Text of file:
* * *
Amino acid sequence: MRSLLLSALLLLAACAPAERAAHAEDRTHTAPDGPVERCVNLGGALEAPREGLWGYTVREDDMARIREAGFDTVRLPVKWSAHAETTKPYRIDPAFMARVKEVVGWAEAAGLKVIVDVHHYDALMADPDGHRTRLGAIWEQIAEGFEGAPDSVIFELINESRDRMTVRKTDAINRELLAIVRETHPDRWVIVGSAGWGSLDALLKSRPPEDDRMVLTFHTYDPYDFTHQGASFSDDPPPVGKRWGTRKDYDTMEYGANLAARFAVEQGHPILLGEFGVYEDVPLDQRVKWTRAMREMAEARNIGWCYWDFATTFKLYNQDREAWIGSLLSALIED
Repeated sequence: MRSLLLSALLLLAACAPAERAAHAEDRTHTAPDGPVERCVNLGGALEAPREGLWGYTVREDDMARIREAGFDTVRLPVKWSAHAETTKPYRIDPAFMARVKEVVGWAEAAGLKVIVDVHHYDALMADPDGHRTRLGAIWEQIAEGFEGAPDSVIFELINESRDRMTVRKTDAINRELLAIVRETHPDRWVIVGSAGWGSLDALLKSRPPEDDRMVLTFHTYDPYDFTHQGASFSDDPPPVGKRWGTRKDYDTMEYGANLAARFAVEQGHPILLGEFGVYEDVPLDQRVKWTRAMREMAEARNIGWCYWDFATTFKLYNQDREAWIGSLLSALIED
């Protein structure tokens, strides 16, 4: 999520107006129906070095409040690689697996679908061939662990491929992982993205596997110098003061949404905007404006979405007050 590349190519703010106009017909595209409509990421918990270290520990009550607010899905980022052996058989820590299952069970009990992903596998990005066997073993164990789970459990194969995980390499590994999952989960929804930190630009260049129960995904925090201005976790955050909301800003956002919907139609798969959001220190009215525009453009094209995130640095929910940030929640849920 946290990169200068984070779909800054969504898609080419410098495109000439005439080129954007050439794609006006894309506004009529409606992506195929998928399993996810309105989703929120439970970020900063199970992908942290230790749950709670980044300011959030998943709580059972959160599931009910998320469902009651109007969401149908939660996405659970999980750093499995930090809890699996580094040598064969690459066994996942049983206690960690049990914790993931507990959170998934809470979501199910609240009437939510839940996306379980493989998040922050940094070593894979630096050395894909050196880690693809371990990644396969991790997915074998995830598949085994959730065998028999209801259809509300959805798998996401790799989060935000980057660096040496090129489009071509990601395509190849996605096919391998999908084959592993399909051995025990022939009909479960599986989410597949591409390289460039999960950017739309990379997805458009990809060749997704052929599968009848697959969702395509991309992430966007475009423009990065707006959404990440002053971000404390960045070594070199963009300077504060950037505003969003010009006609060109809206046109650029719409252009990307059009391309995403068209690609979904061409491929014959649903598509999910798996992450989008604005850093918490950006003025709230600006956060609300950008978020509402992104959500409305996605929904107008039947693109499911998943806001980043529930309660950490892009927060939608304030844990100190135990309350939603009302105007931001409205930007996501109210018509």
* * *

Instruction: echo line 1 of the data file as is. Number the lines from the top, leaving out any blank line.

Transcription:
Amino acid sequence: MRSLLLSALLLLAACAPAERAAHAEDRTHTAPDGPVERCVNLGGALEAPREGLWGYTVREDDMARIREAGFDTVRLPVKWSAHAETTKPYRIDPAFMARVKEVVGWAEAAGLKVIVDVHHYDALMADPDGHRTRLGAIWEQIAEGFEGAPDSVIFELINESRDRMTVRKTDAINRELLAIVRETHPDRWVIVGSAGWGSLDALLKSRPPEDDRMVLTFHTYDPYDFTHQGASFSDDPPPVGKRWGTRKDYDTMEYGANLAARFAVEQGHPILLGEFGVYEDVPLDQRVKWTRAMREMAEARNIGWCYWDFATTFKLYNQDREAWIGSLLSALIED